TCS Daily


Kentucky on Two Wheels

By Ralph Kinney Bennett - September 16, 2003 12:00 AM

Last weekend I was in Harrodsburg, Ky., joining a couple hundred fellow bicyclists of all ages as we rode 120 miles through the hilly Kentucky countryside in the annual Bike Trek to Shakertown.

This charity ride, sponsored by the American Lung Association of Kentucky, is like numerous other rides, runs, walks, swims and whatever, that are put on all over the country to raise money for various good causes. Meanwhile we faced a physical challenge and had a lot of fun.

Anyone who regularly reads TCS knows that I'm a car nut. So they may be surprised to know that, although I am 62, I ride a bike 16 to 20 miles just about every day. I could go into a lot of reasons I enjoy biking, but the bottom line is, when I'm pedaling out some country road I feel like a kid again.

Many friends and acquaintances marveled that I elected to ride up and down hills 60 miles each day this past Saturday and Sunday, but actually there's not that much to it. The bicycle is the most efficient land vehicle man has ever devised, vastly more efficient than walking.

With my old GT Nomad hybrid bike on a reasonably flat stretch of road I can expend about 100 calories and cover three miles in 12 minutes (a 15 mile per hour pace). If I were to walk briskly at, say, 4 miles an hour, it would take me 45 minutes to cover three miles.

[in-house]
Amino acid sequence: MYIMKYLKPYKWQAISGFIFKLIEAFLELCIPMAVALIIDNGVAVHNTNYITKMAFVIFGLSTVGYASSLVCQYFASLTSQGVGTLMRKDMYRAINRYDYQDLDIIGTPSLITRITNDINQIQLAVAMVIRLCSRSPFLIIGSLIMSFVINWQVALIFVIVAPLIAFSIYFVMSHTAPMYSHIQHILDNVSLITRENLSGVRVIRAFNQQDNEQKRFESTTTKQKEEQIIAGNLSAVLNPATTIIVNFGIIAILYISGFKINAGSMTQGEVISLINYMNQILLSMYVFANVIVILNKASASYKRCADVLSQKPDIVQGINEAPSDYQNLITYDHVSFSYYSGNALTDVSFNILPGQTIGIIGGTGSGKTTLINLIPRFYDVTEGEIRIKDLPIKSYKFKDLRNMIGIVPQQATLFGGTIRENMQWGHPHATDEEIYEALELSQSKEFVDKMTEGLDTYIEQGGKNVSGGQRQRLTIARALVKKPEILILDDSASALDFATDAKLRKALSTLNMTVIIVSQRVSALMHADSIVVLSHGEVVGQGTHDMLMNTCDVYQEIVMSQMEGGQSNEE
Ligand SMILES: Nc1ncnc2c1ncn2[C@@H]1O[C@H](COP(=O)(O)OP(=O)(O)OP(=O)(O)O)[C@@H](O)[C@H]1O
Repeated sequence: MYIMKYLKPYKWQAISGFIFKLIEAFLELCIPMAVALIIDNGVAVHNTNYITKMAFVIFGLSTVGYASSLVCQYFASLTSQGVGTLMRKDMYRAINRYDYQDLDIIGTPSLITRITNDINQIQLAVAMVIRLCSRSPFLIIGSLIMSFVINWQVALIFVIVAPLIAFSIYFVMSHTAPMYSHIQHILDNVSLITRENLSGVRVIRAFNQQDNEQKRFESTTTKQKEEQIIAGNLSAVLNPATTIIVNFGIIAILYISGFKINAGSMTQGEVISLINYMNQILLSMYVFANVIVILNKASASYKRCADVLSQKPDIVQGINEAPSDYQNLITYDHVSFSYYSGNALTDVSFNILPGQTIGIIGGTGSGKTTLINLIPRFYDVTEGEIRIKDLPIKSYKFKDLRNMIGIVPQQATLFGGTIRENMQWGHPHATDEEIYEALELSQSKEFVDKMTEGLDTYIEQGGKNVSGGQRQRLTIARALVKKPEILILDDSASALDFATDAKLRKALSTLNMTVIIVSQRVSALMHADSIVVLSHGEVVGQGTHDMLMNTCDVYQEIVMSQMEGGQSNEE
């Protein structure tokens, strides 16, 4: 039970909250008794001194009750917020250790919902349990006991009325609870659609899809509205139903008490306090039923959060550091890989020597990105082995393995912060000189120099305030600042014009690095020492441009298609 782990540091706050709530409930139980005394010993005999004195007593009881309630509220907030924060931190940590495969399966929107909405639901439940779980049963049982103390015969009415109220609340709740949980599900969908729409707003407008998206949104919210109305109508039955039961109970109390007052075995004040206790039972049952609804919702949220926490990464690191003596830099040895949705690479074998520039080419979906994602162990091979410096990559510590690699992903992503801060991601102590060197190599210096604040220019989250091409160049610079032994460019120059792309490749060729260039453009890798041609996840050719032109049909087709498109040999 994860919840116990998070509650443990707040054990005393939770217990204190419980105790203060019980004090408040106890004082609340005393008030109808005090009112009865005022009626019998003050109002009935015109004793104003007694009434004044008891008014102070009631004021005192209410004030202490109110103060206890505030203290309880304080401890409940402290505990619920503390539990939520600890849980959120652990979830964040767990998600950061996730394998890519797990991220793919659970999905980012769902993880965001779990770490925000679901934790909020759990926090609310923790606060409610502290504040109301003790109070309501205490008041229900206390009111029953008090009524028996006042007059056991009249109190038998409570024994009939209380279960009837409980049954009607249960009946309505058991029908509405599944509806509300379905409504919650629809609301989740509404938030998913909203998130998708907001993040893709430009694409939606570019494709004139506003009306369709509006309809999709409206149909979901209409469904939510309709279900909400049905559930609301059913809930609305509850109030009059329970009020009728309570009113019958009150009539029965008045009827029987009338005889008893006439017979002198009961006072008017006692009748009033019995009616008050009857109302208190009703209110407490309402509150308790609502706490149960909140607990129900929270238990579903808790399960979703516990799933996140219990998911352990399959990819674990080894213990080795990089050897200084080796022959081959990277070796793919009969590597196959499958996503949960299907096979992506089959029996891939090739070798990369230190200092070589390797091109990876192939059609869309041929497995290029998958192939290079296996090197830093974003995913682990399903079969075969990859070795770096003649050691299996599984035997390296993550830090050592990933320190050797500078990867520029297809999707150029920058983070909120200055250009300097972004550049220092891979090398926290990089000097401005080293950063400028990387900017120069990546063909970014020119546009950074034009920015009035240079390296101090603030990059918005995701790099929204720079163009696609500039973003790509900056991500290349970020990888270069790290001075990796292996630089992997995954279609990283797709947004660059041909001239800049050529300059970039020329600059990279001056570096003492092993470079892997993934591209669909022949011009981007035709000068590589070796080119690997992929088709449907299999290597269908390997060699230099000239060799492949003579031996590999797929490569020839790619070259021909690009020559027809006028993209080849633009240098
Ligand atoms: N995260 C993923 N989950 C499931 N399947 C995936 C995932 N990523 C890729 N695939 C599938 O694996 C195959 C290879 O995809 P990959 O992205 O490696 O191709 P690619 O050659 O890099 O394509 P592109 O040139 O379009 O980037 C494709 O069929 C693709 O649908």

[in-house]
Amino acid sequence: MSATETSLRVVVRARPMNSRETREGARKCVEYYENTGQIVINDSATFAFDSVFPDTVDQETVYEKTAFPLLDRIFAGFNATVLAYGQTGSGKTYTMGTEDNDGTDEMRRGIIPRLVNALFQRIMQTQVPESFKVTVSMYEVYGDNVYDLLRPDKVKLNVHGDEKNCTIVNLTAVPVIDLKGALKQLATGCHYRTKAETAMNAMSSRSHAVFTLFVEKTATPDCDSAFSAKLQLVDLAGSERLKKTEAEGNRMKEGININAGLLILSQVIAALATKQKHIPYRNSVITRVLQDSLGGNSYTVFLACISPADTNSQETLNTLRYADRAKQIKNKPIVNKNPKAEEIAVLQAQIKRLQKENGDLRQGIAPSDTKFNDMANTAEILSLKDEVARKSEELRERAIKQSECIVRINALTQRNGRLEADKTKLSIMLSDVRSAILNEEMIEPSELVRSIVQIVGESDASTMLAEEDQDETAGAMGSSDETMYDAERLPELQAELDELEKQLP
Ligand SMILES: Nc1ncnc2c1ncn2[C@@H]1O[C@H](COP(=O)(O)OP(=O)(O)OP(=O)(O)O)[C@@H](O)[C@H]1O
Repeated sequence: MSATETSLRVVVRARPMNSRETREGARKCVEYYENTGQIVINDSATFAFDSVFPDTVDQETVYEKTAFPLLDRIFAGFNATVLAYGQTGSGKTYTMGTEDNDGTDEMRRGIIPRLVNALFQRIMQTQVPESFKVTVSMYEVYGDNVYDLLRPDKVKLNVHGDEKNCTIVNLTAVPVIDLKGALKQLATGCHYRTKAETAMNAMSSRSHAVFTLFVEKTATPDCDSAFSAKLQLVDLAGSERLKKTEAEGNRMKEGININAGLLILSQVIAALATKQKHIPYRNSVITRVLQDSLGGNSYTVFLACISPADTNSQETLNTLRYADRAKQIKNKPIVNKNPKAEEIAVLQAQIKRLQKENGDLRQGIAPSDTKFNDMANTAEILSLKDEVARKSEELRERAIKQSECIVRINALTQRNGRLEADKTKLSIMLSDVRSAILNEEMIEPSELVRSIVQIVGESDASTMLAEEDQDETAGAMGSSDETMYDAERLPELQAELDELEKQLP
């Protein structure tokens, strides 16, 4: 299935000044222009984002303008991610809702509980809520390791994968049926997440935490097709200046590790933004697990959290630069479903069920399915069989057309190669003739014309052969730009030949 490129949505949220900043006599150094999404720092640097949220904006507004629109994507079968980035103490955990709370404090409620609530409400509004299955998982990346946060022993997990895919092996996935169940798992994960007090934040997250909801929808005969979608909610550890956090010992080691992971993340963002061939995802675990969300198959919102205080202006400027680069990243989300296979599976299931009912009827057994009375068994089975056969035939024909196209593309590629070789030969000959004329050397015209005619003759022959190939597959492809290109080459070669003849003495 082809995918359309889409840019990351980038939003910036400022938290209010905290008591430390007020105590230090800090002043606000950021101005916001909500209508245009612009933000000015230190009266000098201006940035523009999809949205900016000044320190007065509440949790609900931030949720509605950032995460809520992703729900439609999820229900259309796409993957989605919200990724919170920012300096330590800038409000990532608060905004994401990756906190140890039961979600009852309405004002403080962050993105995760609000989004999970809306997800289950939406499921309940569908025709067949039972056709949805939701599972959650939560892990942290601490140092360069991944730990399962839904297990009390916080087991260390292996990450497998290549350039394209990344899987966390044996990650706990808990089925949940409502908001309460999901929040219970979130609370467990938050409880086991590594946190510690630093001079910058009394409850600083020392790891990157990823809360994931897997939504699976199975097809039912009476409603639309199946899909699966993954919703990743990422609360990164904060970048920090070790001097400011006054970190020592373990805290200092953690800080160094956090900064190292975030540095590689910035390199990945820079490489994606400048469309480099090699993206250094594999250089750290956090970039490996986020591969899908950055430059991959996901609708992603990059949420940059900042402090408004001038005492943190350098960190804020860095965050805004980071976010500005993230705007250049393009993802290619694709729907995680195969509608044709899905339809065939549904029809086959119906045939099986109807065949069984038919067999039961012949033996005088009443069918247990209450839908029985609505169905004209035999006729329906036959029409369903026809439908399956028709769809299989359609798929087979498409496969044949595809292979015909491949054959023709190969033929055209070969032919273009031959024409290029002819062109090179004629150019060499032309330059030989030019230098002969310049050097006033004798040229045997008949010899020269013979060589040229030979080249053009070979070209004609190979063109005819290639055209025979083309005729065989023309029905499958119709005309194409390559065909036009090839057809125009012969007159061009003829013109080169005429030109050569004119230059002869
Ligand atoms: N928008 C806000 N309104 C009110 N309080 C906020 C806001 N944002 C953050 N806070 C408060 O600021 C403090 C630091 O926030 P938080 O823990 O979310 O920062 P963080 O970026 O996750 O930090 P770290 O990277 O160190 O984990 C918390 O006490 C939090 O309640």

That makes my bike five times more efficient than walking. I know, I know, you can endlessly massage the math on examples like that. But a modern bike is irrefutably the efficiency king for greatest distance traveled per weight per unit of energy expended. And when you start thinking Lance Armstrong energy levels, special 16-pound bikes and a few downhill stretches, it's Katy bar the door.

While enjoying the Kentucky countryside and the company of fellow cyclists I indulged in one of the most interesting interactions of man and machine. Bicycles are a symphony of design and technology, and it's all right there, nothing hidden -- frame, wheels, handlebars, cranks, pedals, brakes chain and gears. All these components are the result of a remarkable and rapid evolution over the past 180 years.

When I was a kid I used to deliver papers and to zip around Rector, Pa., pretending I was a motorcycle messenger with Patton's Third Army on my big old balloon-tired "American bike." It had no gears; just pedals affixed to a single chain wheel. To stop the thing you just reversed your pedals, engaging the New Departure brake inside the rear axle.

Those old "cruiser" bikes weighed about 50 pounds. We pedaled them up the many hills in the area, totally unaware of such a thing as gearing. We just "stood on it" and pedaled, more and more slowly up a long hill until, sometimes, we had to get off and walk the rest of the grade.

Sometime in the late 1940s, my twin brother came into the possession of an "English bike." It was, as I recall, a Raleigh. It was pretty worn out and it looked thin and anemic beside our beefy American bikes. It had slender tires that seemed to always be going flat, strange little chrome levers under the handlebars that you squeezed to put on the brakes, and strangest of all, a little metal thumb switch on the right handlebar. It protruded from a matchbook sized metal housing upon which were embossed the words "Sturmey-Archer."